Description: As with all Polynoids, this
species is mostly benthic, few if any of the segments are longer than wide
when contracted, the dorsal surface has clearly visible elytra,
and all of the neurosetae are simple. Arctonoe pulchra has
at least 20 pairs of elytra, elytra
are on segments 2, 4, 5, then every other segment to 23, 26, 29, then every
other segment to the end of the body. The edges of the elytra
are smooth (photo), and they nearly meet along the
animal's dorsal midline. It has no prominent nuchal fold and the
lateral prostomial antennae are inserted slightly ventral to the edge of
the prostomium, may have few or sometimes no notosetae. The neurosetae
are falcate, with pointed tips, and hooked. Most individuals are
brick red, and the species has no dark band across segments 7 and 8.
Up to 7 cm long.
Arctonoe pulchra (Johnson, 1897)
Common name(s): Red commensal scaleworm
|Synonyms: Polynoe pulchra, Acholoe
sp., Halosydna sp.
|Arctonoe pulchra, about 2 cm long. Was living on the sea
californicus caught near Rosario.
|(Photo by: Dave Cowles, July 2006)
How to Distinguish from Similar Species:Arctonoe
vittata has a band of dark pigment extending across segments 7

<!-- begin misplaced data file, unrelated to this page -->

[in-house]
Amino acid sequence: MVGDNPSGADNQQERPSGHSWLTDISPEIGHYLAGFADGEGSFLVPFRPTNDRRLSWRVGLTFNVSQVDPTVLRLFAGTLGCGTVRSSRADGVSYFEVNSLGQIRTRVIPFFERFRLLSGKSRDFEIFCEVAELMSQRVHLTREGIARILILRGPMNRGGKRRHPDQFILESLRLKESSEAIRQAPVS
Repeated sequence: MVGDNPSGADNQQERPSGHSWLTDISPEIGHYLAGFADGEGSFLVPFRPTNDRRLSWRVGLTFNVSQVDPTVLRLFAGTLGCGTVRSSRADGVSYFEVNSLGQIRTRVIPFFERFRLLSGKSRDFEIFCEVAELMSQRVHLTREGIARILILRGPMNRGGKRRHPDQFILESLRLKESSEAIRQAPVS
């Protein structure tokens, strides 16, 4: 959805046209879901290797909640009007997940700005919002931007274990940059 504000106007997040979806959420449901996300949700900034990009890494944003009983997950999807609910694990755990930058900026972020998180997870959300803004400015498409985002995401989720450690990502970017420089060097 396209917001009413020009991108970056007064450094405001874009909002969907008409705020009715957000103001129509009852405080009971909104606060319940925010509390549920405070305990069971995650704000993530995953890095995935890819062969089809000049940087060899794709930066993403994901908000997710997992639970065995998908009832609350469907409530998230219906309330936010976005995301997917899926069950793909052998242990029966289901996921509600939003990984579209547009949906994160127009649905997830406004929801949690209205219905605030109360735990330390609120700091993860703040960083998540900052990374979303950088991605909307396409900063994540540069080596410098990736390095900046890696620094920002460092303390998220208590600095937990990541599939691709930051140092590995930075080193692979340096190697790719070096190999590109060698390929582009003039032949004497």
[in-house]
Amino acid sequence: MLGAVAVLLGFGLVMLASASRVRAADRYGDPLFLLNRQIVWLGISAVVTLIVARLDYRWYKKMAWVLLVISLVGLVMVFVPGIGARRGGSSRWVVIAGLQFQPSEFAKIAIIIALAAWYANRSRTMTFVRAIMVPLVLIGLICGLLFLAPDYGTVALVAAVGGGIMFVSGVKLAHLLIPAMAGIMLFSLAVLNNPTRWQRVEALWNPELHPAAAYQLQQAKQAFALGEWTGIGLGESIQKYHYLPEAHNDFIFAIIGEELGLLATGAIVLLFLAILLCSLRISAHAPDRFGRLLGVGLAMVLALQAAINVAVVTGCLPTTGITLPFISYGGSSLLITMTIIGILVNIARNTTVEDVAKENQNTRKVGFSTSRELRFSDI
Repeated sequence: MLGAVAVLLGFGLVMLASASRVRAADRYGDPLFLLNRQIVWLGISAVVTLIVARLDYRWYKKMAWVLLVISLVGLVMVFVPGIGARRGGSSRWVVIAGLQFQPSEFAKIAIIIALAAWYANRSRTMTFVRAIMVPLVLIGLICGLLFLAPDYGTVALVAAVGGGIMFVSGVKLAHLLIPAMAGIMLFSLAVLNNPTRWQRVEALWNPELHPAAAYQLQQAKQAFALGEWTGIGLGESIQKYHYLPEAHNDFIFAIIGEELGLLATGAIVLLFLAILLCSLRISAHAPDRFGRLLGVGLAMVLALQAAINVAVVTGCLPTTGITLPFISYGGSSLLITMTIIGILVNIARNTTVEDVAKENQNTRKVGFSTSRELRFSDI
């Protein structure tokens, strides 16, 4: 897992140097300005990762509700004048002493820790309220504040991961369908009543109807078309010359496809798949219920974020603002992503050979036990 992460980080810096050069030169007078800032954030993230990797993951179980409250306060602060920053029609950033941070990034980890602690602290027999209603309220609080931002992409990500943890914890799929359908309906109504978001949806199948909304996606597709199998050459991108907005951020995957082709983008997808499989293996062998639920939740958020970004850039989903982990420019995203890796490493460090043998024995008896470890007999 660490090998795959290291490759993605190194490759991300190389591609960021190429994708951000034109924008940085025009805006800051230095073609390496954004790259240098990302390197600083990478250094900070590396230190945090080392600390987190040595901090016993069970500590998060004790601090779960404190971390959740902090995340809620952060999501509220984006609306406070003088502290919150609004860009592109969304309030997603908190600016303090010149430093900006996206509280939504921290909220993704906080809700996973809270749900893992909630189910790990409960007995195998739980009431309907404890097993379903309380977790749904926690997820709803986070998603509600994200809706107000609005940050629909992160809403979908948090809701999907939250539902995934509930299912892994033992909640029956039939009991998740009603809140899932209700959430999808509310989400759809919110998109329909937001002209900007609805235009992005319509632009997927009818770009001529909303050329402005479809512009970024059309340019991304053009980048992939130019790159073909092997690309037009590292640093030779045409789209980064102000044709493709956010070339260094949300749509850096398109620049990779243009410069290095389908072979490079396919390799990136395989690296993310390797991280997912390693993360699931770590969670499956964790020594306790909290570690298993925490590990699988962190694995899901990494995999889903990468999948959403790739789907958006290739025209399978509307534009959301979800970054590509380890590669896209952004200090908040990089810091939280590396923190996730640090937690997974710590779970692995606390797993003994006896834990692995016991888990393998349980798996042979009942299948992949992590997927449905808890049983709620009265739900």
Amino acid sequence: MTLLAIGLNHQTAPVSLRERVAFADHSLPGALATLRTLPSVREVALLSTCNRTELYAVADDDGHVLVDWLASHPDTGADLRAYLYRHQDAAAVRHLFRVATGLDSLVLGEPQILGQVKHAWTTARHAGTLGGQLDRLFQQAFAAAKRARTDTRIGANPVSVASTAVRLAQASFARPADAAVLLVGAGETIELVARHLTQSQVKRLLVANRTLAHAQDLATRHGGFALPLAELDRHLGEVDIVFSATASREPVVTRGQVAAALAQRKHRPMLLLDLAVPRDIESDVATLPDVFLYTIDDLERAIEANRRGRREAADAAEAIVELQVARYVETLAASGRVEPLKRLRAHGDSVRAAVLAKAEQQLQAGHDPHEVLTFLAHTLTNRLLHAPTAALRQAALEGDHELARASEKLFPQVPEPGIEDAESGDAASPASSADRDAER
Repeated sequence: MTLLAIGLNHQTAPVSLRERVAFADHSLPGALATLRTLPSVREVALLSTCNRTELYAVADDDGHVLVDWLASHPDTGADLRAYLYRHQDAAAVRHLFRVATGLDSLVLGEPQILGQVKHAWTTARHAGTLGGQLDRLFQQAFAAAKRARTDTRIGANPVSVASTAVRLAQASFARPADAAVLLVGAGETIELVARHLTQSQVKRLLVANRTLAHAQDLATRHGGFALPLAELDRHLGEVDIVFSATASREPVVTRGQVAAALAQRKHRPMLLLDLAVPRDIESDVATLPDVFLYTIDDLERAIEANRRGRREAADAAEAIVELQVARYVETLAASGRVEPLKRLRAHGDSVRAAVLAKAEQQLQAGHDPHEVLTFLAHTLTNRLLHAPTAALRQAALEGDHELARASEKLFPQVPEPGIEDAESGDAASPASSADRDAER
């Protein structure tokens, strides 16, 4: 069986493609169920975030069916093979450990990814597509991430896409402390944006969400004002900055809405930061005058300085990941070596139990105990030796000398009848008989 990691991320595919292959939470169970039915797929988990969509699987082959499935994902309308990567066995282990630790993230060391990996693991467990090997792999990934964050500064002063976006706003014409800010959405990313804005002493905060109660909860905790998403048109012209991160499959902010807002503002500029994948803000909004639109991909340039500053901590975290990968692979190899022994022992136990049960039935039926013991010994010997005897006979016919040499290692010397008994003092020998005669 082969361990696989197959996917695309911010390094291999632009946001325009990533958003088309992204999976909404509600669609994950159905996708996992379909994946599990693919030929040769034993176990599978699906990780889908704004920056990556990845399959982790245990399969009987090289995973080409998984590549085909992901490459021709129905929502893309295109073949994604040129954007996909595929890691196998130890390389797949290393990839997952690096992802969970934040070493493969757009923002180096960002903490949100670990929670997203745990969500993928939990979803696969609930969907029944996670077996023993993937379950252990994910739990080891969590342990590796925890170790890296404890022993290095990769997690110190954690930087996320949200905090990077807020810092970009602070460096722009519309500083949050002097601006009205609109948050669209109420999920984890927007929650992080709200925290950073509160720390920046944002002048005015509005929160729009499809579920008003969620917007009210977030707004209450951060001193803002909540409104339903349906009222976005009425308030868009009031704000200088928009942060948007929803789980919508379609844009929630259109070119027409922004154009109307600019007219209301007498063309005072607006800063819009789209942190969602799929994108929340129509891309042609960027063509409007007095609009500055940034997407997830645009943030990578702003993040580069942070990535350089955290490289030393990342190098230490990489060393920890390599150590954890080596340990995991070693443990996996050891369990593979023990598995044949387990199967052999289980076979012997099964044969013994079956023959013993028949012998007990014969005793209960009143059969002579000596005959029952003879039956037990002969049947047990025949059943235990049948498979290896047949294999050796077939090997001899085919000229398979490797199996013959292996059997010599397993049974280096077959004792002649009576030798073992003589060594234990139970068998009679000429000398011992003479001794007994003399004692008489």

and 8. Arctonoe fragilis
has ruffled or folded margins on the elytra.
Geographical Range: Gulf of Alaska to Baja California,
Mexico; uncommon in California
Depth Range: Lower intertidal to 275 m
Habitat: Symbiotic with several invertebrates
including sea stars such as Solaster
foliata, and Dermasterias
imbricata, sea cucumbers such as Parastichopus
californicus and P. parvimensis, and other animals such
aspera, Megathura crenulata and terebellid polychaetes such
as Loimia montagui.
Biology/Natural History: This species
is attracted by the smell of its host (if the host is uninjured), but can
learn to live with a new species. Its body color is usually close
to that of its host. It eats detritus. Adults are territorial
and will try to drive other individuals off their host. They may
injure or kill one another in fights over a host.
Members of Family Polynoidae,
unlike most other errant polychaetes, have parapodia specialized for walking
rather than as paddles. Their longitudinal muscles, which caused
lateral undulations in other polychaetes, are poorly developed and they
don't undulate much. As a result, although they can walk efficiently
they are poor swimmers.
and Carlton, 1975
and O'Clair, 1998
et al., 1985
General Notes and Observations: Locations, abundances,
The edges of the elytra on this species are smooth, as seen in this
closeup photo. This individual also has a red spot on each elytrum.
et al. says all members of the species have this spot (but that A.
vittata do not), while O'Clair
and O'Clair say that some individuals may not have the spot.
Authors and Editors of Page:
Dave Cowles (2006): Created original page